Satellite TV lets immigrants cocoon in their own culture. Does it
Afghan immigrants Fatima Majeed and Naseer Ahmadi watch an
average of eight hours of television a day in their suburban three-
bedroom apartment while their four sons and daughter go to school,
work, and carry on with their busy American schedules.
The husband and wife sit next to each other on their couch glued
to the tube, barely aware that their children are coming and going.
Outside their home is America, but inside their TV set is
Afghanistan, the country they long to live in but can't.
The programs on their television are broadcast via satellite and
received through a box connected to the Internet. The channels they
watch are based in Kabul but also in other areas where the Afghan
diaspora have settled, like California. The shows range from Hindi
soap operas dubbed in Farsi, one of the Afghan languages, to news
programs and cooking contests. They provide a virtual reality for
Afghan immigrants who want to escape the isolation of American life.
"I got sick and depressed from boredom and seclusion before we
got these programs," says Ms. Majeed, taking a break from watching
the Afghan movie "Promise to Love." The movie, about a modern-day
Afghan Romeo and Juliet, was filmed in the United States.
In Pictures: America's United Nations of cable TV
Afghans are not the only ones in the US turning to foreign
language TV to feel at home.
At the 152-unit complex where the couple lives, most of the
families are immigrants, the majority from Asia and Latin America.
Most of the adults do not watch American television. They own more
than one television, one hooked up to their native nations'
broadcasts and at least one set to regular cable or local networks
with English language programs for the kids to watch.
Fremont, a 45-minute drive southeast of San Francisco, is a
microcosm of a changing suburban California, one that is
increasingly Asian and Hispanic - communities that want to hold on
tight to their native cultures. Of Fremont's 214,000 residents, 47
percent are Asian and 13 percent are Hispanic. The hundreds of new
channels offered daily through the Internet and satellite allow them
to bypass mainstream American culture and stay connected to their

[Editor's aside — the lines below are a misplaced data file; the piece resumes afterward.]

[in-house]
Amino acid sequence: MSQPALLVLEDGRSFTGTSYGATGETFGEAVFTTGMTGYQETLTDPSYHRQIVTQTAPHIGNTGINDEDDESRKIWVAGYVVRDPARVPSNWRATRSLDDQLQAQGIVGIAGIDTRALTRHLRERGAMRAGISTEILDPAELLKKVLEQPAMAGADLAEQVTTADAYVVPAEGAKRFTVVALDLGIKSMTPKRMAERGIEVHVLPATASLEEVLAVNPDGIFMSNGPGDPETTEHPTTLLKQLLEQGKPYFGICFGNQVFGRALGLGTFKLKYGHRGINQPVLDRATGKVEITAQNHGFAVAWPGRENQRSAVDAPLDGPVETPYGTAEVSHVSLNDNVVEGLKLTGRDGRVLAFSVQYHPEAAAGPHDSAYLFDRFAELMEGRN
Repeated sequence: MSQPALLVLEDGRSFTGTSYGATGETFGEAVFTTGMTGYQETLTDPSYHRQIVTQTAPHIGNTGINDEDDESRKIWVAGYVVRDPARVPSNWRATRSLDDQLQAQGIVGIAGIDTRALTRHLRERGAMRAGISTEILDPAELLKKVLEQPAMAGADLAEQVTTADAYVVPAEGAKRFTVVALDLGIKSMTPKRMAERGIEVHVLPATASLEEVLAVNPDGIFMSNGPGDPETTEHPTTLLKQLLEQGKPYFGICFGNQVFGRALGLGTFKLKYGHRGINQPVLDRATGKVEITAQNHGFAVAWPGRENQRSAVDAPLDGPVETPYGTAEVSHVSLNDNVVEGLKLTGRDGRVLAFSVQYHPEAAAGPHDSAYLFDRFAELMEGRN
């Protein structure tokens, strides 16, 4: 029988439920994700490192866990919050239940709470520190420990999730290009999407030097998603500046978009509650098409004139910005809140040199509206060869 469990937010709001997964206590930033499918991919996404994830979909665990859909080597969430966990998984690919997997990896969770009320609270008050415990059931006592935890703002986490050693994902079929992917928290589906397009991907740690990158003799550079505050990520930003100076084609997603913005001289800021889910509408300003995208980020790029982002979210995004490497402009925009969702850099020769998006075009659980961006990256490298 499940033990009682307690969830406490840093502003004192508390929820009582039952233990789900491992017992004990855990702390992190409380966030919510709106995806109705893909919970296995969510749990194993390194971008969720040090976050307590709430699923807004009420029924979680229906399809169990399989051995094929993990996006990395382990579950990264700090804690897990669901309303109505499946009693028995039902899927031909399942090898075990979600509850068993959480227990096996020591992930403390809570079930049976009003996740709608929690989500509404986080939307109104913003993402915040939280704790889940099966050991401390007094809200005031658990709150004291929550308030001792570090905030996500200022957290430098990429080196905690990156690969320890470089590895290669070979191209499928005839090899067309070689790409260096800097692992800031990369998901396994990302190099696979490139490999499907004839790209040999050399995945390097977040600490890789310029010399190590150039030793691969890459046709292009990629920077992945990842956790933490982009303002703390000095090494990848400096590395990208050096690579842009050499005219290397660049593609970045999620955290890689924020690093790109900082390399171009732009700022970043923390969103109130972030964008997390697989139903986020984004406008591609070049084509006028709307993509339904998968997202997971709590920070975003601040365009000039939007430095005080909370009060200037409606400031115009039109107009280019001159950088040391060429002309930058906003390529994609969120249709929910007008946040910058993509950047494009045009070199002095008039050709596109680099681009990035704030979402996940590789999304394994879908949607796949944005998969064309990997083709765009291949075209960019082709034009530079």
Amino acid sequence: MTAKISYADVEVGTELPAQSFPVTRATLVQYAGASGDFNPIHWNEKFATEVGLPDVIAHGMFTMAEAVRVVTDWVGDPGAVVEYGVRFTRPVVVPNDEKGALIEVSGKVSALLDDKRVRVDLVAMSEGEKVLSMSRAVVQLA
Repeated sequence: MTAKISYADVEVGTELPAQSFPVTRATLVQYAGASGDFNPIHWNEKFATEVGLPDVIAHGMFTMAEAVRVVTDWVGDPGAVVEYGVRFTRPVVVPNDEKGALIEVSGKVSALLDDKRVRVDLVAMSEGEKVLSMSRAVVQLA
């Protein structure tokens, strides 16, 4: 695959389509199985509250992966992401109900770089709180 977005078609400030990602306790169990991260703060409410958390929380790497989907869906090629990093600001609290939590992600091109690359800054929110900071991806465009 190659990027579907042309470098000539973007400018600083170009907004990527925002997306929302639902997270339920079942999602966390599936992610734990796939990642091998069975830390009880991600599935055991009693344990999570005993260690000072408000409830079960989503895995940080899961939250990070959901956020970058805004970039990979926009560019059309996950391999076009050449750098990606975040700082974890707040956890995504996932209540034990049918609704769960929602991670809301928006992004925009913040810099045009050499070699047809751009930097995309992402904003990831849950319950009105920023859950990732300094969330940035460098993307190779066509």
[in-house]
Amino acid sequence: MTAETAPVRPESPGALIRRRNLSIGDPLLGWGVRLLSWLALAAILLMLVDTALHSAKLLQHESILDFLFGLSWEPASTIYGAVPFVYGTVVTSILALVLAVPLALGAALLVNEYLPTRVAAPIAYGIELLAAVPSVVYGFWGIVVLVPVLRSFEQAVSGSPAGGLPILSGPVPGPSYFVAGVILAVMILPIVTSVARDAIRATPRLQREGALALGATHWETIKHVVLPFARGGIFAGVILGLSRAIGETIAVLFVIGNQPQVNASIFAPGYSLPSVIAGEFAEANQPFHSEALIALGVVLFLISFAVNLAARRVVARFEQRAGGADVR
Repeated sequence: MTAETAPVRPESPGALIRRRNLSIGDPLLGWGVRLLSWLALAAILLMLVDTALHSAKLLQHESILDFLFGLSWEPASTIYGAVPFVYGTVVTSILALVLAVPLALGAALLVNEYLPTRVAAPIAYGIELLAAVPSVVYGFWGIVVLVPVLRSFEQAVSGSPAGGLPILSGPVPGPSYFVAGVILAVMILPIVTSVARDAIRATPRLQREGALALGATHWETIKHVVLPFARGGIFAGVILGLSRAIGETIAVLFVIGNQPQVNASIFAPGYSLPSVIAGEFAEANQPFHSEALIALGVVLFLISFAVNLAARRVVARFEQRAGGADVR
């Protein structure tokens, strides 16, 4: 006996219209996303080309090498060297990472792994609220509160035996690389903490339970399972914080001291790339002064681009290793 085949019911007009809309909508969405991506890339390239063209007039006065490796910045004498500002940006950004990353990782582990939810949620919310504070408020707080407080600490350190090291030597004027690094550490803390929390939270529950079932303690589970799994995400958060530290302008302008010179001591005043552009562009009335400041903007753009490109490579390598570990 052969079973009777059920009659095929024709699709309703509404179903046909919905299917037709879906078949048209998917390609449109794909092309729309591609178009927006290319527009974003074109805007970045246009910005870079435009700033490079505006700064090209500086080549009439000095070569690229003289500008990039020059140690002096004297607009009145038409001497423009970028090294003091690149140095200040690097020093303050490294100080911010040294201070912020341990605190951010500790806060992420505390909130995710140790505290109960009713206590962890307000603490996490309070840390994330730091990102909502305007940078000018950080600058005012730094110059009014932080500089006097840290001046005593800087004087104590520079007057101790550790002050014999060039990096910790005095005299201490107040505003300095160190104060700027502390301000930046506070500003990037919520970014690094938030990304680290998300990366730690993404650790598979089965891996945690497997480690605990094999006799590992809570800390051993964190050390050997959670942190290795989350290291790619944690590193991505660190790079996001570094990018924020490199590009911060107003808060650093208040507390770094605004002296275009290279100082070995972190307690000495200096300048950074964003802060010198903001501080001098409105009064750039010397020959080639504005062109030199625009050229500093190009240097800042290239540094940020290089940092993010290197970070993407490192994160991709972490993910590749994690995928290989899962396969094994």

The hours of television they watch every day is time in which
they can go home thousands of miles away - while sitting on the
These families have little interest or connection to American
programming or news. And relatives and friends in their native
countries who have satellite can also watch the programs produced by
the diaspora in the same language aired from American cities.
Afghans in Kabul and their compatriots in Los Angeles can see each
other now as never before. It's another symptom of globalization.
The companies that offer international programming are making
money. Dish Network, the largest provider of foreign-language
channels in the US, has nearly doubled its business in two years
from 8 million to 14 million customers. Dish offers 200 channels in
29 languages, not including Spanish, which is the most popular
foreign language. As the largest ethnic population in the US,
Hispanics have a variety of choices among the 255 Spanish channels
available on satellite.
Demand rises for 24-hour cricket
Francie Bauer, a spokeswoman for Dish, says English remains the
most popular language for its customers, but the company makes a
special effort to meet the demands of its foreign-language market.
Comcast, a communication giant that offers digital cable, is also
providing programming to address the ethnic demand. It offers up to
40 Spanish channels. The other popular channels in the San Francisco
Bay Area are South Asian, Filipino, and Chinese. Bryan Byrd, a
spokesman for Comcast, says trends in the business show that
Portuguese-language channels are becoming more in demand, and one of
the hottest networks in the Bay Area is now NEO Cricket, the world's
first 24-hour cricket channel aired from India. …